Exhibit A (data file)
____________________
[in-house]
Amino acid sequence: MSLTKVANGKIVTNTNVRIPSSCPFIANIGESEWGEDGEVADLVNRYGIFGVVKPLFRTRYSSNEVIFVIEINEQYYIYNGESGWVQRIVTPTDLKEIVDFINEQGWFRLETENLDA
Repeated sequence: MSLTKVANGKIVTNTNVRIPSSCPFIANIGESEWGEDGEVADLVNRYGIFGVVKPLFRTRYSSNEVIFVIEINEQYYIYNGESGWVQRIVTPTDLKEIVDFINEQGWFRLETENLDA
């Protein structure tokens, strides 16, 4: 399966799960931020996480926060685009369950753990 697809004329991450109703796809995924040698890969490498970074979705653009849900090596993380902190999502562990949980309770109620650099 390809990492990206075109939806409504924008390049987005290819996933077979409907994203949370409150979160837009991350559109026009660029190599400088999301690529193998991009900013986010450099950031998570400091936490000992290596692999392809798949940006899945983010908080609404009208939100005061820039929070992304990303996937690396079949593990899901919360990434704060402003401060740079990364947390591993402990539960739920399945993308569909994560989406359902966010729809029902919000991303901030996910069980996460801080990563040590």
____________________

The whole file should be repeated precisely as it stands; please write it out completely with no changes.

[in-house]
Amino acid sequence: MSLTKVANGKIVTNTNVRIPSSCPFIANIGESEWGEDGEVADLVNRYGIFGVVKPLFRTRYSSNEVIFVIEINEQYYIYNGESGWVQRIVTPTDLKEIVDFINEQGWFRLETENLDA
Repeated sequence: MSLTKVANGKIVTNTNVRIPSSCPFIANIGESEWGEDGEVADLVNRYGIFGVVKPLFRTRYSSNEVIFVIEINEQYYIYNGESGWVQRIVTPTDLKEIVDFINEQGWFRLETENLDA
């Protein structure tokens, strides 16, 4: 399966799960931020996480926060685009369950753990 697809004329991450109703796809995924040698890969490498970074979705653009849900090596993380902190999502562990949980309770109620650099 390809990492990206075109939806409504924008390049987005290819996933077979409907994203949370409150979160837009991350559109026009660029190599400088999301690529193998991009900013986010450099950031998570400091936490000992290596692999392809798949940006899945983010908080609404009208939100005061820039929070992304990303996937690396079949593990899901919360990434704060402003401060740079990364947390591993402990539960739920399945993308569909994560989406359902966010729809029902919000991303901030996910069980996460801080990563040590």